Last week, another new ETF started trading in New York Stock Exchange. This time it is designed to invest in companies that provide luxury goods and services. The name is Claymore/Robb Report Global Luxury ETF and the ticker symbol is ROB
Claymore Securities Inc., the sponsor of the new fund launched the product by claiming that the fund would provide access to a growing area of the economy that seems to have different characteristics than mass-market. Indeed, such a fund can hopefully remain immune against fluctuating level of consumer sentiment or spending. Those fortunate people who do not always look at price tags probably won't hesitate to purchase a Hammer or BMW or high priced jeweleries or diamond rings, even if the economy weakens.
Even amidst the wide-spread criticism prevalent in Wall street nowadays that the ETF market is growing too quickly, with increasingly narrow offerings, we may give a serious look at this special ETF for the following reasons: In the U.S., there aren't mutual funds or ETFs that focus on luxury. The fund has three-quarters of the portfolio in international companies -- which provides a good diversification and also provides a currency play against weakening dollar.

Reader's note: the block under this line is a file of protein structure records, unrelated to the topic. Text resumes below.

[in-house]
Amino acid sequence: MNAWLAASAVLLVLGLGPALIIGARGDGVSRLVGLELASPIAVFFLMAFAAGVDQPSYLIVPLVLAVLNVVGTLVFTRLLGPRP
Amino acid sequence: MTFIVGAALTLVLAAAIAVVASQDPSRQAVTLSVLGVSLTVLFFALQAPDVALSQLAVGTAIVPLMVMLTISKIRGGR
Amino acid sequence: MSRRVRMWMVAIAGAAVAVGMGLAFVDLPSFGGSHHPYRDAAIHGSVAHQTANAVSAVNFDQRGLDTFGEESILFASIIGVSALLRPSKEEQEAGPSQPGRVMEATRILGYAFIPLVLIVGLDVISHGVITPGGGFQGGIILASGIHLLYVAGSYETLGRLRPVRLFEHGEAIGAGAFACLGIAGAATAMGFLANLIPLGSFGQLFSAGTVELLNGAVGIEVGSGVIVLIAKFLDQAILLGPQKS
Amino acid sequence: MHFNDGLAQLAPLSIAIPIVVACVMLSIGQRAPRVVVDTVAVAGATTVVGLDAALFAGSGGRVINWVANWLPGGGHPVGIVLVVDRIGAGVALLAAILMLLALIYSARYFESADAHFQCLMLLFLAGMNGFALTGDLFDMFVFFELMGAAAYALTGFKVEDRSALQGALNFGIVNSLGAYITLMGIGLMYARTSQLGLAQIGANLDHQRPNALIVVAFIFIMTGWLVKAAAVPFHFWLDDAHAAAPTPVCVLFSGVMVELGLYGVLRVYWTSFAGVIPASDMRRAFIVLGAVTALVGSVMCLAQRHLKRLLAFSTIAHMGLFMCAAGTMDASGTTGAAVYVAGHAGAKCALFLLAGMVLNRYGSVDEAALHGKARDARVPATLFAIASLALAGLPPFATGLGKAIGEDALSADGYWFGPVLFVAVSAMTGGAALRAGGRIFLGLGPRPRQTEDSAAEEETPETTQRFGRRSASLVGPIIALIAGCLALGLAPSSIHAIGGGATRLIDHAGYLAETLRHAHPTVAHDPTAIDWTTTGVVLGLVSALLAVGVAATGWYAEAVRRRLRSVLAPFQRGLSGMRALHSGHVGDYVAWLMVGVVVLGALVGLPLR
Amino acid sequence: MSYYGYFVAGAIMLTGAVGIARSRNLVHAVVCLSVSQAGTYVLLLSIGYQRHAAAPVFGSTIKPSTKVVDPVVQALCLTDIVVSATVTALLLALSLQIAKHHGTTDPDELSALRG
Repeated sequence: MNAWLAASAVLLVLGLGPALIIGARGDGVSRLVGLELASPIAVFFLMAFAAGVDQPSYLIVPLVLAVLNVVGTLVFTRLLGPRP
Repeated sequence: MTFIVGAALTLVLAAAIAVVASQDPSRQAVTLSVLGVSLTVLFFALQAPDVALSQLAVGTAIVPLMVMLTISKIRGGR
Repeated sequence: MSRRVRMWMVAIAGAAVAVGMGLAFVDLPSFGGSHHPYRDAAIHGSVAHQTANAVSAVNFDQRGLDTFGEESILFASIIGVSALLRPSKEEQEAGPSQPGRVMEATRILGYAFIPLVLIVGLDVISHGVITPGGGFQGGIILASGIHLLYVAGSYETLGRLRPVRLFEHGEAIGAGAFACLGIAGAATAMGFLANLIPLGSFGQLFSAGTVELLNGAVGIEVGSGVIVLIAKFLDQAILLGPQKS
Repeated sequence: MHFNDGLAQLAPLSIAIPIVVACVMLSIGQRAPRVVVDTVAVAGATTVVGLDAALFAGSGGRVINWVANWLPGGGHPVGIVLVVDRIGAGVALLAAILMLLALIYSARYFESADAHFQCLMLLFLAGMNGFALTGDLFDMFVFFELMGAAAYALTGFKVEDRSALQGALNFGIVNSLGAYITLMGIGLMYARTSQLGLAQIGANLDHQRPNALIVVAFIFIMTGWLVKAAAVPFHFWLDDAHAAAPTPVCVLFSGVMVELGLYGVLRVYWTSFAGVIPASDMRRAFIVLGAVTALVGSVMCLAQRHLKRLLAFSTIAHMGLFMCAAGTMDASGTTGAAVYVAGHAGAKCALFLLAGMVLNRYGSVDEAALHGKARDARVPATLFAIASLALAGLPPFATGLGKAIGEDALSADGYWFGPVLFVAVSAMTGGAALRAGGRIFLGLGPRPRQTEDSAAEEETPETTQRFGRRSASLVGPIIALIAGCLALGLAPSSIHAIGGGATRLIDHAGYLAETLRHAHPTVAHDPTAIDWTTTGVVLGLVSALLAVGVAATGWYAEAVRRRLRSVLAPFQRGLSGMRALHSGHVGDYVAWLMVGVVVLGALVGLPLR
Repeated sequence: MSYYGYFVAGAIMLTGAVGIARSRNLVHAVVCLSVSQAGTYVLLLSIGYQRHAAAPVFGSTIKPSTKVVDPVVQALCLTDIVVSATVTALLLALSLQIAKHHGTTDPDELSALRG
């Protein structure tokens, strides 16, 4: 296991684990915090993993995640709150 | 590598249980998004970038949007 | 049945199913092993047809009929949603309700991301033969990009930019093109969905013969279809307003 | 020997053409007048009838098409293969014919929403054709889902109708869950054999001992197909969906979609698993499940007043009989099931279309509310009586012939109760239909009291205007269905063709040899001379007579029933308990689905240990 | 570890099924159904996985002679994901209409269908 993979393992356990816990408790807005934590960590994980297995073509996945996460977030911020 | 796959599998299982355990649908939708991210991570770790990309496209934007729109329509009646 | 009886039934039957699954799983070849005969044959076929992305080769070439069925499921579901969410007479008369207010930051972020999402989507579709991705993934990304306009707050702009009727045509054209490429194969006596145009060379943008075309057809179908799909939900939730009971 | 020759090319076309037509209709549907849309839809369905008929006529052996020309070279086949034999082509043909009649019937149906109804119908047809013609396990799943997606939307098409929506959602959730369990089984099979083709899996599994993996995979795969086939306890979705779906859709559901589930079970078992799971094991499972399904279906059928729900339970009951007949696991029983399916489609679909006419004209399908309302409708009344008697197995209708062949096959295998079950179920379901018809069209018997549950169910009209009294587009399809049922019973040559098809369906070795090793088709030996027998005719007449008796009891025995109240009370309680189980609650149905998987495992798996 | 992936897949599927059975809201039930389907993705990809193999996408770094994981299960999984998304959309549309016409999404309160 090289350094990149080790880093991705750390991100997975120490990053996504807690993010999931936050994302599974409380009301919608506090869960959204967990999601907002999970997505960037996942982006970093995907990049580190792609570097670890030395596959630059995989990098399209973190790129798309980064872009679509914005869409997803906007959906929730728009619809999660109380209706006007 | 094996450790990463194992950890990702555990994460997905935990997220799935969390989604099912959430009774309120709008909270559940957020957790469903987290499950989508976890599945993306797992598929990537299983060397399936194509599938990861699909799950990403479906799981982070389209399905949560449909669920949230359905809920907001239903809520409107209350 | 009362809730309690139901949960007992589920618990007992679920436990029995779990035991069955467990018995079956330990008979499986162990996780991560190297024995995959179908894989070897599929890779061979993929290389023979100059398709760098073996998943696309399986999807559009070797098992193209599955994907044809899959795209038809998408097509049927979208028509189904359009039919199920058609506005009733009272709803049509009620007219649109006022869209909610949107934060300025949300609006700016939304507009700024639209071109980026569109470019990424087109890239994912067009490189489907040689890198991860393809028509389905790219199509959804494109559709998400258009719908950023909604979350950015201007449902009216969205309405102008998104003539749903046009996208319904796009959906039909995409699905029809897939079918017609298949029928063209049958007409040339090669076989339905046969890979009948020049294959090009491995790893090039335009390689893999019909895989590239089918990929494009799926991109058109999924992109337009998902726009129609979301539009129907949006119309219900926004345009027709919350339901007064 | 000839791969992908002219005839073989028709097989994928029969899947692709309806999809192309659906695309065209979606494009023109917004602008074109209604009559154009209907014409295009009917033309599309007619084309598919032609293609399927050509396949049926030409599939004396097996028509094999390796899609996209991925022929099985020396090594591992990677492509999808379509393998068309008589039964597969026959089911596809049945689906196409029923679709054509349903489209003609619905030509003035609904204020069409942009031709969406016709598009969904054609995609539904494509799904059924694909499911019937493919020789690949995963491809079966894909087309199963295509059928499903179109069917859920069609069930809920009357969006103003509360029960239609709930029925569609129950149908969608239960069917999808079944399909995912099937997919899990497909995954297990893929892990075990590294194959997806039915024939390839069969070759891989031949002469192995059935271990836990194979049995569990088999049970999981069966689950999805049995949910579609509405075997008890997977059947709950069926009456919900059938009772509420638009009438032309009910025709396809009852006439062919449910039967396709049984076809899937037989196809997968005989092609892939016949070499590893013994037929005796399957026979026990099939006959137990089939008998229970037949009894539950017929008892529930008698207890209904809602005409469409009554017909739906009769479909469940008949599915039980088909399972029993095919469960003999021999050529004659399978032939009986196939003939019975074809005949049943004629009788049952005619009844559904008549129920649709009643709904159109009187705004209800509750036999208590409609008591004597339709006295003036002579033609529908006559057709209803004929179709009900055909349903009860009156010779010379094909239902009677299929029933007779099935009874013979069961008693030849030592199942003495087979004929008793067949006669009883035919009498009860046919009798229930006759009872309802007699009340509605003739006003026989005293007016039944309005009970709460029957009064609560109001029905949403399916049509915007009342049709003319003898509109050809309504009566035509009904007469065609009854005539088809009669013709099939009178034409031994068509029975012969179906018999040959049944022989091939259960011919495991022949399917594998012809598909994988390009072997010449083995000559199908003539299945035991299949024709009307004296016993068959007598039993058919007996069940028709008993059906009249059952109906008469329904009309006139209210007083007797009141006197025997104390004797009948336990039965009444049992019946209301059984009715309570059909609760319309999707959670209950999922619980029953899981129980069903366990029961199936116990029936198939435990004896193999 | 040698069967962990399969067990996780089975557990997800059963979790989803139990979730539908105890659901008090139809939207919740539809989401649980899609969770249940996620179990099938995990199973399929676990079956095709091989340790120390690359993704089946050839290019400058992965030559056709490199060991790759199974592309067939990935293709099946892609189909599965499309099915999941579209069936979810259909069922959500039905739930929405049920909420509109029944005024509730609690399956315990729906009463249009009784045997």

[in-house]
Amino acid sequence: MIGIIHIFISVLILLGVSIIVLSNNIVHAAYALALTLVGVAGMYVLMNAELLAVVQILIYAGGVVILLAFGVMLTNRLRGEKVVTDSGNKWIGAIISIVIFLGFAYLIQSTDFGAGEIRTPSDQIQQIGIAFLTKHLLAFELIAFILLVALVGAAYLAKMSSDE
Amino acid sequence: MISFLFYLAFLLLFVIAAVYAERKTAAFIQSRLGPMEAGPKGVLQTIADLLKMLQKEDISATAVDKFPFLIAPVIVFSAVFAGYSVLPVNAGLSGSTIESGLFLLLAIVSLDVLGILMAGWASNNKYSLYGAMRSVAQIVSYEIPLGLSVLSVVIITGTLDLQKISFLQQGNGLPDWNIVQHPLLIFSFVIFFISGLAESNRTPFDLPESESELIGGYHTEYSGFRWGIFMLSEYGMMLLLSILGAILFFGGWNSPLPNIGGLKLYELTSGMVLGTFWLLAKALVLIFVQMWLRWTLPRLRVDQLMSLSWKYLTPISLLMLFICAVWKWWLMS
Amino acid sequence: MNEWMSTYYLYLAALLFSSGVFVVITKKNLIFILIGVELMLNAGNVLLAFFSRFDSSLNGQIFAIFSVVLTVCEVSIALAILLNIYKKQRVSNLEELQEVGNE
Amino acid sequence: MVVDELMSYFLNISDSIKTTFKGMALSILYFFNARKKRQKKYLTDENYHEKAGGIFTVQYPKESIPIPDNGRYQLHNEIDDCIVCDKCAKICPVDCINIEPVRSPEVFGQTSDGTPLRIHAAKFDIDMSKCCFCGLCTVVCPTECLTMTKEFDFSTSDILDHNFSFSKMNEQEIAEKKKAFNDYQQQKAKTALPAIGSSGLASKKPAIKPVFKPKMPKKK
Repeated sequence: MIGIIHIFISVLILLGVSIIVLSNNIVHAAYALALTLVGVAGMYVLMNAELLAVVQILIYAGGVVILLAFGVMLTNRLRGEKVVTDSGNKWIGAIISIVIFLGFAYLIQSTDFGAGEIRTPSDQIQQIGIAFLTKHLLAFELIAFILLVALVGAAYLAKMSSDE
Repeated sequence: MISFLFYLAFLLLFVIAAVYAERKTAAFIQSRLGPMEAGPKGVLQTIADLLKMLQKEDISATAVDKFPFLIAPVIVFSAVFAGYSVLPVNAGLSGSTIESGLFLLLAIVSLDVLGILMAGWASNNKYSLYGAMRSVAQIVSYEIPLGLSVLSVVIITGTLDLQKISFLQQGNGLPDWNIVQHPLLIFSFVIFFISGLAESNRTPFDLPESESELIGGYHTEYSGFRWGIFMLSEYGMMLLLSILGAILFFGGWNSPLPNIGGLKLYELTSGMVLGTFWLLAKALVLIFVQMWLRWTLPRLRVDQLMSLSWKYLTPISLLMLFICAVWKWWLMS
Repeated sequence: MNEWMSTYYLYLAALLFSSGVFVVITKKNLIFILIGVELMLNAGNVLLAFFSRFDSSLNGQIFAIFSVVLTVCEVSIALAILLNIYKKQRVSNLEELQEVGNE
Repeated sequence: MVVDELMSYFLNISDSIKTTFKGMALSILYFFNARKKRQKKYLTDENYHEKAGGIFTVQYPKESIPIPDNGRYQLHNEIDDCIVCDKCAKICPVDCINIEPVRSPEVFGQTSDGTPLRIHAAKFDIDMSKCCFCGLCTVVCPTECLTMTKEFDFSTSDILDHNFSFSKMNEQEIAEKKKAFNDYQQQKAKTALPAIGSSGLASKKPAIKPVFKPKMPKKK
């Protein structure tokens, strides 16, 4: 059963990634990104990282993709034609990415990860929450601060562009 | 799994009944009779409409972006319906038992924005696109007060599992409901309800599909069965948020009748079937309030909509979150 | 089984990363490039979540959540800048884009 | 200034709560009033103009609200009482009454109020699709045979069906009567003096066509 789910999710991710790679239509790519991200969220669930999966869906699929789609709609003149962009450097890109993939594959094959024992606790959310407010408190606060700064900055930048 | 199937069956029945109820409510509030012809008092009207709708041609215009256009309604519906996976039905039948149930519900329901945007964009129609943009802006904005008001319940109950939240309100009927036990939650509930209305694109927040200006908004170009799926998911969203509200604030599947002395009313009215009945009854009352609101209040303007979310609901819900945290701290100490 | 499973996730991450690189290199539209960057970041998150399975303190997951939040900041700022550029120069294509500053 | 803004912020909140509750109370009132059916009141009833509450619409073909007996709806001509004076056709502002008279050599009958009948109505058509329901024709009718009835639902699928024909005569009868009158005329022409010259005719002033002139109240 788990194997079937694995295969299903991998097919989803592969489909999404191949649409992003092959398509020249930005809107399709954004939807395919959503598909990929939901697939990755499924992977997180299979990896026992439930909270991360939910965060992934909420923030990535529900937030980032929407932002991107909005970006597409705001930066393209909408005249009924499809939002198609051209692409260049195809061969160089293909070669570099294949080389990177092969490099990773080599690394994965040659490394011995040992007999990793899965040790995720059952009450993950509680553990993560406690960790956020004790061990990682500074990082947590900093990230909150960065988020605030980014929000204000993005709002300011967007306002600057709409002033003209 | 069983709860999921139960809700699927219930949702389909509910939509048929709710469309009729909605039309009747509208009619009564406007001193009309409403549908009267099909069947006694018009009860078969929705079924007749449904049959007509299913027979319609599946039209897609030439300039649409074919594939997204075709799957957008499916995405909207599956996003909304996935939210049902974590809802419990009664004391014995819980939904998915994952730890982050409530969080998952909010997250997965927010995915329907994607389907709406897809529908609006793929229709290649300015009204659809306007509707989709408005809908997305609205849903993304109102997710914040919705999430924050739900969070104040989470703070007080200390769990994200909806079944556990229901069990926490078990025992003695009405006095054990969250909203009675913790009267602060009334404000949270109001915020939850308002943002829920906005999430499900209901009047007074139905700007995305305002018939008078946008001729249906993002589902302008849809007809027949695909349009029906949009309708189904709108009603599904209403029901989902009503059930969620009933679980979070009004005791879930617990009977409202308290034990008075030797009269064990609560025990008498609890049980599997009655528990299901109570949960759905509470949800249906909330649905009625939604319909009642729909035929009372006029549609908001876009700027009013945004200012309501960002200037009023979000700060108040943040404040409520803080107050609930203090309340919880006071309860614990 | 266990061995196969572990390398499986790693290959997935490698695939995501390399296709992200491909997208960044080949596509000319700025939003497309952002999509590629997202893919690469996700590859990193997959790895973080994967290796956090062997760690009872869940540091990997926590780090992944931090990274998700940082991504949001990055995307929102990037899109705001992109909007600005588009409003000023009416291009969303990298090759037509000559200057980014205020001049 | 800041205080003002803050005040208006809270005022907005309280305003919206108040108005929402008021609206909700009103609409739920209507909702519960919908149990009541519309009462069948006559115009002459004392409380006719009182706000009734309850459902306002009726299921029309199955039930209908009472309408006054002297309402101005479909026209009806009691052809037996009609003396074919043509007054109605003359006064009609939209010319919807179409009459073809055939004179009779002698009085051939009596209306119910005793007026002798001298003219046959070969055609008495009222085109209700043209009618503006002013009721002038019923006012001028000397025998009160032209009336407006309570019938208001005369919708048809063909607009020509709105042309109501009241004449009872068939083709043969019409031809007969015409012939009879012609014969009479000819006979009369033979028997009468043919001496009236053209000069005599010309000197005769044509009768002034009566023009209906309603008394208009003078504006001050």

Most of the stocks in the index are based in leading luxury and wealth markets such as the U.S., France and Switzerland, which recently accounted for nearly 75% of the portfolio's holdings. Companies in Germany, Italy, Japan and Brazil are also represented. Consumer discretionary stocks make up about 66% of the index including names like Christian Dior, Coach Inc., Porsche , Tiffany & Co. and Polo Ralph Lauren Corp. The ETF also has a 22% position in financial-services companies that cater to affluent customers such as UBS, Credit Suisse Group and Goldman Sachs Group Inc. The fund portfolio also has stakes of almost 7% in consumer staples, about 4% in industrials, and less than 1% in materials stocks. Its rules prevent any holding from going over 5% of assets to limit reliance on the performance of a single stock.
Globally, the number of affluent households with at least $1 million in liquid assets has doubled since 1996 to 9.5 million last year. Not all of us can become rich but, we feel, it's a good idea to ROB
some part of the growth of those Riches by investing some of our money in this fund.
Labels: ETF, Sector Investment